- Inadequate Medical Monitoring: Although the company claimed that
industrial hygiene personnel were monitoring hundreds of workers for toxic exposures,
there were only three such individuals in the facility, none of whom were certified
- Inadequate Medical Testing: Only a single urine phenol sample
(which was deemed unreliable) was collected from plaintiff during seven years of exposure
in a known hazardous atmosphere. This single sample represented less than 0.057%
(1 out of 1,750 days) of his total exposure history. The physician also opined that
plaintiff's symptoms became worse at his office job as he had actually moved closer
to sources of vapor and his exposures now occurred in a confined space.
- Documented Instances of Benzene Emissions: Oily water and sewer
waste had infiltrated the storm sewer system and waste was being vented into the
atmosphere at a rate equal to or exceeding 35 times the permissible exposure limit
under OSHA regulations. The company was also aware of the leakage of hazardous chemicals
under the plant and had been cited for numerous benzene-related safety violations.
- OSHA Non-Compliance (Benzene): The company's inspection record
showed numerous instances of non-compliance with benzene emission levels permitted
by OSHA, particularly in areas in which the plaintiff worked. There was also considerable
evidence in the form of historical documentation that volatile hydrocarbons from
various leaks were measured near valves and fittings in excess of 500 to 1000 PPM,
far in excess of any legally-permissible vapor levels.
- Broad Range of Contaminants: Plaintiff was exposed to benzene,
toluene, ethylbenzene, xylenes (a mixture known as "BTEX"), gasoline, jet fuel and a wide range of aliphatic
hydrocarbons consistent with ongoing refinery operations. These hydrocarbons
have been confirmed in multiple human epidemiological studies to induce toxic encephalopathy
among workers chronically exposed to levels near the OSHA PEL.
- Excessive TPH (Total Petroleum Hydrocarbons): The limited industrial
hygiene surveys conducted at the refinery revealed numerous violations of the OSHA
PEL for benzene. The industrial hygiene data revealed measurements of benzene and
TPH within the refinery at a ratio of 1 part benzene per 97.1 ±15 parts TPH.
Applying this ratio to out-of-compliance benzene readings within various refinery
units revealed TPH levels in the 97.1 PPM to 46,802 PPM range. TPH mixtures composed
of BTEX and aliphatic hydrocarbons have been demonstrated in human epidemiological
studies to induce toxic encephalopathy within that range of exposure.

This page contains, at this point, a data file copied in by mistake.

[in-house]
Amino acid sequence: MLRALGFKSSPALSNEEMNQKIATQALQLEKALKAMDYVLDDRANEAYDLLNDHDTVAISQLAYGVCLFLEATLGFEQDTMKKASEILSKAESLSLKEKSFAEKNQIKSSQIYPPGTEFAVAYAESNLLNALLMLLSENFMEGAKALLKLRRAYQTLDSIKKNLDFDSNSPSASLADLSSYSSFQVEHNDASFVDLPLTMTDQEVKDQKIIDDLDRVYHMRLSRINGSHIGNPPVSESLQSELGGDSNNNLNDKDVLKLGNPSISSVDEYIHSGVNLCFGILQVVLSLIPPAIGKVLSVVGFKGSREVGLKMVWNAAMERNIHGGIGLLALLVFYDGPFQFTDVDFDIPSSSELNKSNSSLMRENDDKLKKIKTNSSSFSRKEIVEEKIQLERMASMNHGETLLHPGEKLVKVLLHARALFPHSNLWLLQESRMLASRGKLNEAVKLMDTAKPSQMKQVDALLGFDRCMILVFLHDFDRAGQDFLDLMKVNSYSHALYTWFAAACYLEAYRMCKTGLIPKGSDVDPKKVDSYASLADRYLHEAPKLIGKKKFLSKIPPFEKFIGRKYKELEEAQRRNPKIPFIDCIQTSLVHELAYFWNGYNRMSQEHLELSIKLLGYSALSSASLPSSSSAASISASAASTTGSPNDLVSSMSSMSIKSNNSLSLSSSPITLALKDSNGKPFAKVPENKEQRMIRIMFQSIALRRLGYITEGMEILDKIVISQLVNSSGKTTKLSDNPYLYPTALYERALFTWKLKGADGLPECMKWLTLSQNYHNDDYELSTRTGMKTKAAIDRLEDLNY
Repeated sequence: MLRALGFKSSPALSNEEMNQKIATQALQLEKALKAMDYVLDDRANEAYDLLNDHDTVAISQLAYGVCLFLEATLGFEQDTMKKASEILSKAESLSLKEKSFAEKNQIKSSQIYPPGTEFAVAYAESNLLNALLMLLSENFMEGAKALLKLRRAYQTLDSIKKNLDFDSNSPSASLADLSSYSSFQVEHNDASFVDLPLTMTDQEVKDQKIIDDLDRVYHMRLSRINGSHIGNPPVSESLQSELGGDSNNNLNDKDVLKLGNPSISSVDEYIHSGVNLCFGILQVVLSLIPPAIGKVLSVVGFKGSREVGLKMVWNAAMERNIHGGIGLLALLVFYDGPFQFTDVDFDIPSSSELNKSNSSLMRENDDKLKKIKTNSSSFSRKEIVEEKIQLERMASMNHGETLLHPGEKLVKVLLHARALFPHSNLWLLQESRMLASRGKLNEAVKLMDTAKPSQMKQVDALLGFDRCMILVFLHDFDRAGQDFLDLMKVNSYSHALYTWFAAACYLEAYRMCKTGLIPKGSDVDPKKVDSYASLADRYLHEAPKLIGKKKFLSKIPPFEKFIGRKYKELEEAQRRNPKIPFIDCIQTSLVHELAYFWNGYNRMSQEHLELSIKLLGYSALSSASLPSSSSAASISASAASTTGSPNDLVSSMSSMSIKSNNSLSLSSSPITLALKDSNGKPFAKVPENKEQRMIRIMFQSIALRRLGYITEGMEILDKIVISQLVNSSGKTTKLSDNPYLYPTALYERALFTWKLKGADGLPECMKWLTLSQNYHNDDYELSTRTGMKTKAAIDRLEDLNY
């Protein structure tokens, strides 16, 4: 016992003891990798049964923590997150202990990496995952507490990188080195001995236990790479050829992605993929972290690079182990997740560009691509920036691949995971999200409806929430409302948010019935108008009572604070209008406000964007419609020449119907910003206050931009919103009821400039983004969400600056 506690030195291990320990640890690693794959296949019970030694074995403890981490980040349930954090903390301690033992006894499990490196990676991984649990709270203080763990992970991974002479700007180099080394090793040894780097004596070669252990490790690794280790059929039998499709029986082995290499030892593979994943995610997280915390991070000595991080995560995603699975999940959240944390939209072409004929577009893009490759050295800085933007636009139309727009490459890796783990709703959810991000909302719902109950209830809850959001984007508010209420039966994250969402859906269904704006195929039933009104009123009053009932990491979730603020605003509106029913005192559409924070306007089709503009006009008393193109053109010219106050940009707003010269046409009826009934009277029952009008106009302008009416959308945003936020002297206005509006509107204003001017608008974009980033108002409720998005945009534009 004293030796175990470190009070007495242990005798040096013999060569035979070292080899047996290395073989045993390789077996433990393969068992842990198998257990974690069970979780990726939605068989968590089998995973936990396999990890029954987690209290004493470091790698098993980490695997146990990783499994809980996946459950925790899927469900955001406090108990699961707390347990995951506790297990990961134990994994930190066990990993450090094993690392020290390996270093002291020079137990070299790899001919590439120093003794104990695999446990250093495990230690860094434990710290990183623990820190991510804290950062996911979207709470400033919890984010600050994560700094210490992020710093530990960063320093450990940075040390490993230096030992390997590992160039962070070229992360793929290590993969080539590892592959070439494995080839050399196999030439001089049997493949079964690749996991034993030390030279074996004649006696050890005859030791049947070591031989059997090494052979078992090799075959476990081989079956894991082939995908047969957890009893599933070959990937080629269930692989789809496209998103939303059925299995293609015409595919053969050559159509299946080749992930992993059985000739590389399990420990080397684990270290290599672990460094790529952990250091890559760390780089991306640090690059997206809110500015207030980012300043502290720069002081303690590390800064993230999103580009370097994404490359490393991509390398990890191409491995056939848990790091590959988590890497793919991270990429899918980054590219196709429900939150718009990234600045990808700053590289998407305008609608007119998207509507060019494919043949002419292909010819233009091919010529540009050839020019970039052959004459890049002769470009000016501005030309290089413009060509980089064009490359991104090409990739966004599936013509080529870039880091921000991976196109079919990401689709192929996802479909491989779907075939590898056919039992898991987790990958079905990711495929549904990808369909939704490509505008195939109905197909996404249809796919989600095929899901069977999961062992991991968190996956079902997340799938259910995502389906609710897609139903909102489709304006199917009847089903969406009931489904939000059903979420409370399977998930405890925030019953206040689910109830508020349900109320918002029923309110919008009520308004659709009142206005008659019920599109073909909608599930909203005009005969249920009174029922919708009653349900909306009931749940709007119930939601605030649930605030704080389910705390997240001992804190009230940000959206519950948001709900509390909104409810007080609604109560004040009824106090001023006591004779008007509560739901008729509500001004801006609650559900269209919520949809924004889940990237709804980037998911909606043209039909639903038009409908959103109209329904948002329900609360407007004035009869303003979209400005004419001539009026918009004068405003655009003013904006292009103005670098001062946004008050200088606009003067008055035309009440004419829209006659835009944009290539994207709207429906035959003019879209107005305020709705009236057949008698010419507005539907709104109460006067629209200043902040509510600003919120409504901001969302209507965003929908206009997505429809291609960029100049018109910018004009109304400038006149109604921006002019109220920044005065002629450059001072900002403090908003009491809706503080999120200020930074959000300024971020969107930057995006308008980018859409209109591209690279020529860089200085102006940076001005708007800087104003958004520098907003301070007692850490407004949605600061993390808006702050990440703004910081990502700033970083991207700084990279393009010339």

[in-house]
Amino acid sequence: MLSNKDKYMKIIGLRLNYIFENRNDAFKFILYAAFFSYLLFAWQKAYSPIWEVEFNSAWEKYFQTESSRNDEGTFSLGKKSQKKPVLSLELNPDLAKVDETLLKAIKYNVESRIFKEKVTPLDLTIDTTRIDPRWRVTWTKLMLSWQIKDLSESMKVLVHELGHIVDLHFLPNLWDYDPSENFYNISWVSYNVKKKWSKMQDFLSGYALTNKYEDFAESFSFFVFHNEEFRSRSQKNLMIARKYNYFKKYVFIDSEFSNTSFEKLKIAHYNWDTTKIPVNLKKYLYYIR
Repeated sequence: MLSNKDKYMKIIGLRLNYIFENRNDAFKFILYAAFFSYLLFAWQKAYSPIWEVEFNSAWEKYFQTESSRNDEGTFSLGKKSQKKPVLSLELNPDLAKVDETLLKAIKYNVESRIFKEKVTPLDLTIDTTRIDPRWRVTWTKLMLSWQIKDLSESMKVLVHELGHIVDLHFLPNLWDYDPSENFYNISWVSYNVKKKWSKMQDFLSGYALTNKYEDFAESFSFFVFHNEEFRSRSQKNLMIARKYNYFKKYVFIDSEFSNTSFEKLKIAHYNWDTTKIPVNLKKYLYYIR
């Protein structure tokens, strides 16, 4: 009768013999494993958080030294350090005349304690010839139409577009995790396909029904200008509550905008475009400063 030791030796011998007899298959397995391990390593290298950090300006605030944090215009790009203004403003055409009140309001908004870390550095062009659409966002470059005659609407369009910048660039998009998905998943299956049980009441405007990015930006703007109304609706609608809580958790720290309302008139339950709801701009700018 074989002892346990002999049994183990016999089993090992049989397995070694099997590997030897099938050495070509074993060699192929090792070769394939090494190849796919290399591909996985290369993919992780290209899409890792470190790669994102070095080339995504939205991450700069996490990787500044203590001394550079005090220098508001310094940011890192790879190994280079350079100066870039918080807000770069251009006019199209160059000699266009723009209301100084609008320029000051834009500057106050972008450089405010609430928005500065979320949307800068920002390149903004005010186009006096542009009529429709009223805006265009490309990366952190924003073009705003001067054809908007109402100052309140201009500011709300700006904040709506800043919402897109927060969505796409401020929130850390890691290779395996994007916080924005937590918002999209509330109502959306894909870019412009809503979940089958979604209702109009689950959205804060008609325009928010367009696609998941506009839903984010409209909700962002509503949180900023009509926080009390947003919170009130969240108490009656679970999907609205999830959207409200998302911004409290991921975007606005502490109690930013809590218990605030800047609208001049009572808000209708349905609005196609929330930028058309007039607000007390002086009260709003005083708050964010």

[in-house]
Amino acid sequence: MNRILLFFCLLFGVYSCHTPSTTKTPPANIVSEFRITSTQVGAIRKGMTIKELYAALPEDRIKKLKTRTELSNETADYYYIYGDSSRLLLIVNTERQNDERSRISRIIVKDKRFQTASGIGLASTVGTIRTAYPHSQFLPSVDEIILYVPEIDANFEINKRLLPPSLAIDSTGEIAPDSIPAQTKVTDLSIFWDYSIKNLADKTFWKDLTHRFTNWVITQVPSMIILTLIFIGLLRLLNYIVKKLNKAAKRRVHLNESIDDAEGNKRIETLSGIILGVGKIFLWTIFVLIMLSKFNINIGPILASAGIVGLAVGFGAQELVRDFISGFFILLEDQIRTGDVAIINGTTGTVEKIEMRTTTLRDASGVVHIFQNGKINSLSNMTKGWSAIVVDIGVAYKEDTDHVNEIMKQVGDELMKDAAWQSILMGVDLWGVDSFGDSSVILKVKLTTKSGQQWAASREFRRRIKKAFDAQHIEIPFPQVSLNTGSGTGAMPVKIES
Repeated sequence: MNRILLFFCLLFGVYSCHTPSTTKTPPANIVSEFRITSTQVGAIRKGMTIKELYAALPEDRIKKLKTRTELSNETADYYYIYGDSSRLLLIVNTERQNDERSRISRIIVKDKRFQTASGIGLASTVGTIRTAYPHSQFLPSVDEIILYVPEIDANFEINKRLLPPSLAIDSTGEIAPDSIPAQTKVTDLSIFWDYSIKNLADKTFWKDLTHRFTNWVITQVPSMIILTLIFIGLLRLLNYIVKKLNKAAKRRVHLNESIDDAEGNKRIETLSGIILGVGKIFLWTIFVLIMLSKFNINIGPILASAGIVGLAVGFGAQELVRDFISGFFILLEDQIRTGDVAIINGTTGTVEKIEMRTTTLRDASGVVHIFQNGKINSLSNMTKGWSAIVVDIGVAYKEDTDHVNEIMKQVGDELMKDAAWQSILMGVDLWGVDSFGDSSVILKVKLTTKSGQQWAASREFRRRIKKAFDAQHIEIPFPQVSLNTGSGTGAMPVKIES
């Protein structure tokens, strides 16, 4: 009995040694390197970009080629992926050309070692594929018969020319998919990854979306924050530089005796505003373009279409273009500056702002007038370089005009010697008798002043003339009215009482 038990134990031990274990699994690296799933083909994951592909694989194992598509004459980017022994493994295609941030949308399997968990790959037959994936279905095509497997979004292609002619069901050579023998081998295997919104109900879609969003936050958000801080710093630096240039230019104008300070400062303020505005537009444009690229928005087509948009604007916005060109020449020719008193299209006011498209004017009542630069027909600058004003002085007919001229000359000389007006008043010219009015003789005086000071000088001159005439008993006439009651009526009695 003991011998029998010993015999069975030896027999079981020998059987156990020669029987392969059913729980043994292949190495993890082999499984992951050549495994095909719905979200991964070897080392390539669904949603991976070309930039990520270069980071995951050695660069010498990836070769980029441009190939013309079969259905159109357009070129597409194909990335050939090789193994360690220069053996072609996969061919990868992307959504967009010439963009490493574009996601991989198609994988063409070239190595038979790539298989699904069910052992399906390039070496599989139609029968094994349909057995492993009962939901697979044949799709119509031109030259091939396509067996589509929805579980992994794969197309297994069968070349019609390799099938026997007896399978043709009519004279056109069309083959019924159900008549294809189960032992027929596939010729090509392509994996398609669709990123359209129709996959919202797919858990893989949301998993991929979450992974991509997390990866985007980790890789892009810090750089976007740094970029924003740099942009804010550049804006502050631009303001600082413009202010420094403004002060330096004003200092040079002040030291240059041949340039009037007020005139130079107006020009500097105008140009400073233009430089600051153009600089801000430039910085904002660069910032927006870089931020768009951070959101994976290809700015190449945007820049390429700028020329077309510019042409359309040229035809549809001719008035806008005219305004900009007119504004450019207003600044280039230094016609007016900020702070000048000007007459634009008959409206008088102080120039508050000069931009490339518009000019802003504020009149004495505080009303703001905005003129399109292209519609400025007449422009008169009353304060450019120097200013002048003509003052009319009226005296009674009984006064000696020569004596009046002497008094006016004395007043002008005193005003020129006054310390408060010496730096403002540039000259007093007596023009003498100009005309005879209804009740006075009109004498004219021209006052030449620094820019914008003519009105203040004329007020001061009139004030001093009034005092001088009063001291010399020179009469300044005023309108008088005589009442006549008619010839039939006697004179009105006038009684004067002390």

To visualize this final point, Dr. Sawyer produced a compelling demonstrative for
the judge and jury which characterized benzene air samples taken at the refinery during
plaintiff's period of employment. This demonstrative (below) showed that out of
26 air samples collected over a period of several days, 21 of them failed to meet
OSHA quality standards.
This demonstrative showed not only the degree of fugitive vapors present in the
environment at the time samples were taken, but also portrayed the scope of violations
characterizing the company's inspection record. This damaging piece of evidence
clearly demonstrated that the average airborne concentrations of petroleum hydrocarbon
vapors were far above the Permissible Exposure Limit (PEL) and that such violations
were a frequent and common occurrence at this particular refinery. Dr. Sawyer further
demonstrated that the company was out of compliance with NIOSH-recommended exposure
limits in numerous respects and that such events were consistent over a period of
Dr. Sawyer provided both forensic evidence and causation weight-of-evidence in light
of the available facts and scientific evidence with respect to the induction of
toxic encephalopathy. Extrapolation of the benzene air levels to provide total petroleum
hydrocarbon air levels revealed that exposures within the range consistent with
the induction of toxic encephalopathy occurred with benzene measured at levels
far in excess of the OSHA PEL.
Dr. Sawyer was able to demonstrate to reasonable toxicological certainty that plaintiff's
exposure, symptoms and history were fully consistent with the diagnosis of toxic
encephalopathy resulting from excessive exposures to hydrocarbon leaks, spills and
emissions. The court denied repeated attempts by defendant to challenge and exclude
Dr. Sawyer's report and testimony. The company ultimately settled the case ahead of
a likely verdict in favor of plaintiff.
(Disclaimer: Toxicology case studies are impartial and objective summaries of toxicological
matters in which TCAS was retained for the purpose of assessing health-based
factors which, in some cases, led to a determination of causation. No names or identifying
information have been provided due to privacy and legal considerations. In the above
matter, Dr. Sawyer was retained by plaintiff.)
Notes and References
- WHO, Nordic Council of Ministers. "Organic solvents and the central nervous system," EH5. Copenhagen, Denmark, 1985.
- NIOSH, "Current Intelligence Bulletin 48, Organic Solvent Neurotoxicity," March 31, 1987, US Department of Health and Human Services. Ohio.
- Adapted from photo by Carlos Koblischek
- TCAS report demonstrative (redacted), graphical image © Copyright 2023 TCAS, LLC.